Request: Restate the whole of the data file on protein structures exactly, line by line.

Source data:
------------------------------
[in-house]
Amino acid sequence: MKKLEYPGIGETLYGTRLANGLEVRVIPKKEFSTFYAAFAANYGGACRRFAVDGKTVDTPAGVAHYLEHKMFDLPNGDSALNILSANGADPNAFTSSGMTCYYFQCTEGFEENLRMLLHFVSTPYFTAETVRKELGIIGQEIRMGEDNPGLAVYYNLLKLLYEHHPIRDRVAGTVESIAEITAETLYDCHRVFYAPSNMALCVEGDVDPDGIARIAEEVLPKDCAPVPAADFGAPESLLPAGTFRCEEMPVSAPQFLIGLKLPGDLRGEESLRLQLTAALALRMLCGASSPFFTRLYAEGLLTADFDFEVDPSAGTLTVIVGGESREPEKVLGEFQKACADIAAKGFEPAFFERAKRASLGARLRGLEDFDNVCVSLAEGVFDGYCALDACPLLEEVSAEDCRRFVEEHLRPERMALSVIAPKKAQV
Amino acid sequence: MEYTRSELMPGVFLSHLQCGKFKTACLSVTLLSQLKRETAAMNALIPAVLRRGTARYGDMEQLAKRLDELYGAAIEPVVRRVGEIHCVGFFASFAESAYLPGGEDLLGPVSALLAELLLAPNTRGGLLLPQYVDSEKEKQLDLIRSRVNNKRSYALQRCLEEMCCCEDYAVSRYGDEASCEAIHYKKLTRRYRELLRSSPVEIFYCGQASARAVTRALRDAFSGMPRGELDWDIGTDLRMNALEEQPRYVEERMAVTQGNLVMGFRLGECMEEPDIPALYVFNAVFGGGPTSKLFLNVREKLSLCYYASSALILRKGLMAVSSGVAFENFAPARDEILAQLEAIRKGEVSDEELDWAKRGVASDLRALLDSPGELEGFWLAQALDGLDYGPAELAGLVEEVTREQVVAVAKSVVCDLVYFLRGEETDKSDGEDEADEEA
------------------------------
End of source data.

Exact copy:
[in-house]
Amino acid sequence: MKKLEYPGIGETLYGTRLANGLEVRVIPKKEFSTFYAAFAANYGGACRRFAVDGKTVDTPAGVAHYLEHKMFDLPNGDSALNILSANGADPNAFTSSGMTCYYFQCTEGFEENLRMLLHFVSTPYFTAETVRKELGIIGQEIRMGEDNPGLAVYYNLLKLLYEHHPIRDRVAGTVESIAEITAETLYDCHRVFYAPSNMALCVEGDVDPDGIARIAEEVLPKDCAPVPAADFGAPESLLPAGTFRCEEMPVSAPQFLIGLKLPGDLRGEESLRLQLTAALALRMLCGASSPFFTRLYAEGLLTADFDFEVDPSAGTLTVIVGGESREPEKVLGEFQKACADIAAKGFEPAFFERAKRASLGARLRGLEDFDNVCVSLAEGVFDGYCALDACPLLEEVSAEDCRRFVEEHLRPERMALSVIAPKKAQV
Amino acid sequence: MEYTRSELMPGVFLSHLQCGKFKTACLSVTLLSQLKRETAAMNALIPAVLRRGTARYGDMEQLAKRLDELYGAAIEPVVRRVGEIHCVGFFASFAESAYLPGGEDLLGPVSALLAELLLAPNTRGGLLLPQYVDSEKEKQLDLIRSRVNNKRSYALQRCLEEMCCCEDYAVSRYGDEASCEAIHYKKLTRRYRELLRSSPVEIFYCGQASARAVTRALRDAFSGMPRGELDWDIGTDLRMNALEEQPRYVEERMAVTQGNLVMGFRLGECMEEPDIPALYVFNAVFGGGPTSKLFLNVREKLSLCYYASSALILRKGLMAVSSGVAFENFAPARDEILAQLEAIRKGEVSDEELDWAKRGVASDLRALLDSPGELEGFWLAQALDGLDYGPAELAGLVEEVTREQVVAVAKSVVCDLVYFLRGEETDKSDGEDEADEEA